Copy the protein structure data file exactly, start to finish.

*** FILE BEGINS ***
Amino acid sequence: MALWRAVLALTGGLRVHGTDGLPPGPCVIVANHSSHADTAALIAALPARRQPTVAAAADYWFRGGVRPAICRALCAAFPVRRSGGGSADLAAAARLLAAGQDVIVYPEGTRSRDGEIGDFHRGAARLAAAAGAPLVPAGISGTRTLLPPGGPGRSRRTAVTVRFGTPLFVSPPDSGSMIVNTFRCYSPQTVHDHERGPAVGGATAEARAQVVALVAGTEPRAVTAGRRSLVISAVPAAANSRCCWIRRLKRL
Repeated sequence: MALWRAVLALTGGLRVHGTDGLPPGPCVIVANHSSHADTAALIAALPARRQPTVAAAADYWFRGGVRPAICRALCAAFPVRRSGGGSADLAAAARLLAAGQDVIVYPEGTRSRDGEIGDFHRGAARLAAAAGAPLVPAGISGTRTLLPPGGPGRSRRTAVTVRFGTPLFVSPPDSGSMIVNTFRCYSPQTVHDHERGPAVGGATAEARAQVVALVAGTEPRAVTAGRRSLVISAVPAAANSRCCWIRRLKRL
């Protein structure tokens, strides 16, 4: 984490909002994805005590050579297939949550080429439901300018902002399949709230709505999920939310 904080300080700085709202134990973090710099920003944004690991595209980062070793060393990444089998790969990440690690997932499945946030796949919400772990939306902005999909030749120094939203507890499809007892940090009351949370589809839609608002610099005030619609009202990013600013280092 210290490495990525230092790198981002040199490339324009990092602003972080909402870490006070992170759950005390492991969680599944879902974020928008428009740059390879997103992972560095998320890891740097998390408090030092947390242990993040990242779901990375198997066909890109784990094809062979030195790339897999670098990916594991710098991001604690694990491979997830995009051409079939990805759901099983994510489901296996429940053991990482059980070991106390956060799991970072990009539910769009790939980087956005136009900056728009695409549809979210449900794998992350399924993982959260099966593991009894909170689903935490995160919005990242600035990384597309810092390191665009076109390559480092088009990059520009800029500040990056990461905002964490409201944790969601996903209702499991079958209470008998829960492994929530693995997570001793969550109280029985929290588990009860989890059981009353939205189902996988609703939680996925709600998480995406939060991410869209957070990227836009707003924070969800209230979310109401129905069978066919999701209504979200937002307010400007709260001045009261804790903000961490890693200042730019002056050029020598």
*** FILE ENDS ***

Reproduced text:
Amino acid sequence: MALWRAVLALTGGLRVHGTDGLPPGPCVIVANHSSHADTAALIAALPARRQPTVAAAADYWFRGGVRPAICRALCAAFPVRRSGGGSADLAAAARLLAAGQDVIVYPEGTRSRDGEIGDFHRGAARLAAAAGAPLVPAGISGTRTLLPPGGPGRSRRTAVTVRFGTPLFVSPPDSGSMIVNTFRCYSPQTVHDHERGPAVGGATAEARAQVVALVAGTEPRAVTAGRRSLVISAVPAAANSRCCWIRRLKRL
Repeated sequence: MALWRAVLALTGGLRVHGTDGLPPGPCVIVANHSSHADTAALIAALPARRQPTVAAAADYWFRGGVRPAICRALCAAFPVRRSGGGSADLAAAARLLAAGQDVIVYPEGTRSRDGEIGDFHRGAARLAAAAGAPLVPAGISGTRTLLPPGGPGRSRRTAVTVRFGTPLFVSPPDSGSMIVNTFRCYSPQTVHDHERGPAVGGATAEARAQVVALVAGTEPRAVTAGRRSLVISAVPAAANSRCCWIRRLKRL
């Protein structure tokens, strides 16, 4: 984490909002994805005590050579297939949550080429439901300018902002399949709230709505999920939310 904080300080700085709202134990973090710099920003944004690991595209980062070793060393990444089998790969990440690690997932499945946030796949919400772990939306902005999909030749120094939203507890499809007892940090009351949370589809839609608002610099005030619609009202990013600013280092 210290490495990525230092790198981002040199490339324009990092602003972080909402870490006070992170759950005390492991969680599944879902974020928008428009740059390879997103992972560095998320890891740097998390408090030092947390242990993040990242779901990375198997066909890109784990094809062979030195790339897999670098990916594991710098991001604690694990491979997830995009051409079939990805759901099983994510489901296996429940053991990482059980070991106390956060799991970072990009539910769009790939980087956005136009900056728009695409549809979210449900794998992350399924993982959260099966593991009894909170689903935490995160919005990242600035990384597309810092390191665009076109390559480092088009990059520009800029500040990056990461905002964490409201944790969601996903209702499991079958209470008998829960492994929530693995997570001793969550109280029985929290588990009860989890059981009353939205189902996988609703939680996925709600998480995406939060991410869209957070990227836009707003924070969800209230979310109401129905069978066919999701209504979200937002307010400007709260001045009261804790903000961490890693200042730019002056050029020598």